Building Permit Drawing Requirements
Conversion to Habitable use
The primary requirement for a habitable room is to ensure moisture does not enter into the structure through the floor the roof and the walls. The National Construction Code - Building Code of Australia (NCC – BCA) specifies the manner by which this can be achieved and will normally necessitate modifications and additional works to be carried out to the existing patio or enclosure.
Most existing patios and non-habitable enclosures do not achieve many of the requirements. It is usual that major modifications are necessary to achieve the requirements of the NCC - BCA for a room to be used for habitable purposes.
Floor Level Subject to Water Level
Hazardous Substances and Asbestos
Hazardous items around the home can be dangerous to the environment and to people. Please visit the waste disposal page for important safety information.
A patio is a pergola with an impervious roof covering (eg. colourbond or polycarbonate sheeting).
A pergola is an open sided structure used for shading and screening, with a permeable roof cover (e.g. shade cloth, lattice or timber battens). A pergola with an impervious roof covering is considered a patio by the City of Kwinana.
When is a Building Permit required for a Pergola?
Any proposed unenclosed pergola that is more than 20m2 in area and/or is more than 2.4m in height will require a Building Permit
Pools, Spas and Safety Barriers
Under the Building Act 2011, a building permit is required for a swimming pool and an outdoor spa. This includes inflatable and/or portable above-ground pools.
Had enough of your pool? here are some handy hints to follow:
- totally remove your pool if above ground; or
- totally remove your pool and backfill if below ground and obtain a compaction certificate for the backfill; or
- leave pool in, but make two holes (minimum size of 1m x 1m each) one in the deep end and another in the shallow end of the pool.
Once you have done one of the above options, contact the City's Building Department on 9439 0208 to arrange an inspection.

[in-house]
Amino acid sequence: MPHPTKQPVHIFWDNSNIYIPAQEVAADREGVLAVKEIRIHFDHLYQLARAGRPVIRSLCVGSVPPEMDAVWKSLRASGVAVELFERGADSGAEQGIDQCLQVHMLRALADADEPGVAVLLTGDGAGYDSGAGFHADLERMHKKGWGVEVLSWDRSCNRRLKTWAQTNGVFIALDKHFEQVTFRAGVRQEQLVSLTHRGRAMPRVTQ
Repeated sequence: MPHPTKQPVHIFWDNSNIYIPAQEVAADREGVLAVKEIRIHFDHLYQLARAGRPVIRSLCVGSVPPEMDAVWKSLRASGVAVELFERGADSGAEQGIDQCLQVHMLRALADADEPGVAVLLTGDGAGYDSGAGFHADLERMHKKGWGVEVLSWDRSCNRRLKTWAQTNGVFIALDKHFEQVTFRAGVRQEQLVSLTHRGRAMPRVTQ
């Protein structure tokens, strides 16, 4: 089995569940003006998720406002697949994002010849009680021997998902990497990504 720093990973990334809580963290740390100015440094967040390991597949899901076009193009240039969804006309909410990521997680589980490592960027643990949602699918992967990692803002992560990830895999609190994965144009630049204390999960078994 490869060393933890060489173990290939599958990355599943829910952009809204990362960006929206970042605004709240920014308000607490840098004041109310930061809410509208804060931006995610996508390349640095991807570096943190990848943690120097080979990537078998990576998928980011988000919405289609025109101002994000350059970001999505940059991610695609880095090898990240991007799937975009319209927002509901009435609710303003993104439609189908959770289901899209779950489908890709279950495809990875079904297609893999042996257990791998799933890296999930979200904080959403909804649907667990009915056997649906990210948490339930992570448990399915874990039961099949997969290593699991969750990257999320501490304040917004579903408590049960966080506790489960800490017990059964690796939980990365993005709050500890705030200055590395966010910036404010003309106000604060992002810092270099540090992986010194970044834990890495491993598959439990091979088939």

Requirements Specific to Suburbs
A front fence includes a wall, screen, retaining wall or the like located in the front setback area of a property.
When is Council approval required?
A building permit from the City is required if the proposed front fence height exceeds 1200mm in a Residential Zone.
Please note that an application for a building permit application must be submitted:
- if a solid front fence exceeds 1.2m in height; or
- if a solid front fence is more than 750mm in height and is located within 1.5m of any driveway.
It should be noted that a front fence may also be a dividing fence between different properties. In such situations, the Dividing Fences Act 1961 may apply. You may need to discuss with your neighbour regarding your proposed front fence.
The City of Kwinana does not administer the Dividing Fences Act 1961. An online brochure
Retaining Walls - Residential
Retaining walls are sometimes required to facilitate proposed ground levels on a lot.
If the proposed retaining wall is substantial, a building licence will need to be obtained from the City's Building Service prior to construction. In some instances, in addition to a building licence, a development approval may also need to be obtained from the City's Planning Service.
Depending on the extent of the retaining works, a minor retaining wall may sometimes be constructed without the approval of the City.
A shade sail is a piece of permeable fabric that is fixed to timber or metal posts.
When is a Building Permit required for a Shade Sail?
Any proposed shade sail that is more than 10m2 in area and/or is more than 2.4m in height will require a Building Permit
Note: A Building Permit and/or Planning Approval will be required for most proposed outbuilding/s. Please contact Building Services 9439 0472 for more information.
Smoke Alarms - Residential
New regulations came into effect as of the 1 October 2009 that require mains powered smoke alarms to be fitted to homes that are subject to sale, lease or hire.
Storm water/surface water resulting from a storm having an average recurrence interval of 20 years is required to be contained within the subject site. Storm water must be disposed of in a way that avoids the likelihood of damage or nuisance to another property.
Termites occur naturally throughout Australia and there are many species. Only a few species pose a major threat to buildings because they eat wood and other materials containing cellulose plant fibre. If left unchecked, they can destroy both the strength and appearance of timbers in buildings.
Because the termite nest is often beneath the soil surface, entry into a building can go unnoticed as severe structural damage may take a long time to become visible. If termites are discovered on your property there is no need to panic but there is a need for further investigation by a registered pest control operator. The Building Code of Australia stipulates that all new buildings require some form of protection from termite entry.
A rainwater tank does not require a building permit provided that the tank is a small proprietary type of steel or fibre glass tank with a height not more than a standard fence height i.e 1.8m. Indicatively, the tank is less than 5,000 litres capacity. The location of the tank should be in the rear yard of a property and not be visible from the primary or secondary streets.
The base of the tank is to be located directly on the ground or supported by a manufacture designed tank stand not exceeding 300mm in height. For all other situations a building permit would need to be obtained prior to installation.